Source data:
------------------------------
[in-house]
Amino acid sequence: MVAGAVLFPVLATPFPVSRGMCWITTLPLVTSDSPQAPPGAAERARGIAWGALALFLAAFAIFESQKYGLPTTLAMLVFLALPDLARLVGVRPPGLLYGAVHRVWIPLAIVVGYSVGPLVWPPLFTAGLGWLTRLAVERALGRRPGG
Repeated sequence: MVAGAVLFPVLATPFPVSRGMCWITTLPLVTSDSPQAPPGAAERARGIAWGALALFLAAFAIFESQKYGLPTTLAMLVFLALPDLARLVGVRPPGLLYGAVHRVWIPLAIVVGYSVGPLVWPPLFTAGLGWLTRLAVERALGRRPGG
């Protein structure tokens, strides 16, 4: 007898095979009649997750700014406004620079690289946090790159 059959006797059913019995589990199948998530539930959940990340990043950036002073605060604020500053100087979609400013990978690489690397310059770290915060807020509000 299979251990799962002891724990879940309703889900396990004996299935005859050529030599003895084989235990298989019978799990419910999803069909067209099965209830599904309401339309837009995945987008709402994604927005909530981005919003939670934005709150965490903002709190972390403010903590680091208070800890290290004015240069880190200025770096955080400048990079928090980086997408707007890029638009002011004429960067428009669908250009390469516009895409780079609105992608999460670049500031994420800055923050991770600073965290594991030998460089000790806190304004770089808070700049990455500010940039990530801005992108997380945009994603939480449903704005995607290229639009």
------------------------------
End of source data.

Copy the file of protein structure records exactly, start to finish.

[in-house]
Amino acid sequence: MVAGAVLFPVLATPFPVSRGMCWITTLPLVTSDSPQAPPGAAERARGIAWGALALFLAAFAIFESQKYGLPTTLAMLVFLALPDLARLVGVRPPGLLYGAVHRVWIPLAIVVGYSVGPLVWPPLFTAGLGWLTRLAVERALGRRPGG
Repeated sequence: MVAGAVLFPVLATPFPVSRGMCWITTLPLVTSDSPQAPPGAAERARGIAWGALALFLAAFAIFESQKYGLPTTLAMLVFLALPDLARLVGVRPPGLLYGAVHRVWIPLAIVVGYSVGPLVWPPLFTAGLGWLTRLAVERALGRRPGG
């Protein structure tokens, strides 16, 4: 007898095979009649997750700014406004620079690289946090790159 059959006797059913019995589990199948998530539930959940990340990043950036002073605060604020500053100087979609400013990978690489690397310059770290915060807020509000 299979251990799962002891724990879940309703889900396990004996299935005859050529030599003895084989235990298989019978799990419910999803069909067209099965209830599904309401339309837009995945987008709402994604927005909530981005919003939670934005709150965490903002709190972390403010903590680091208070800890290290004015240069880190200025770096955080400048990079928090980086997408707007890029638009002011004429960067428009669908250009390469516009895409780079609105992608999460670049500031994420800055923050991770600073965290594991030998460089000790806190304004770089808070700049990455500010940039990530801005992108997380945009994603939480449903704005995607290229639009």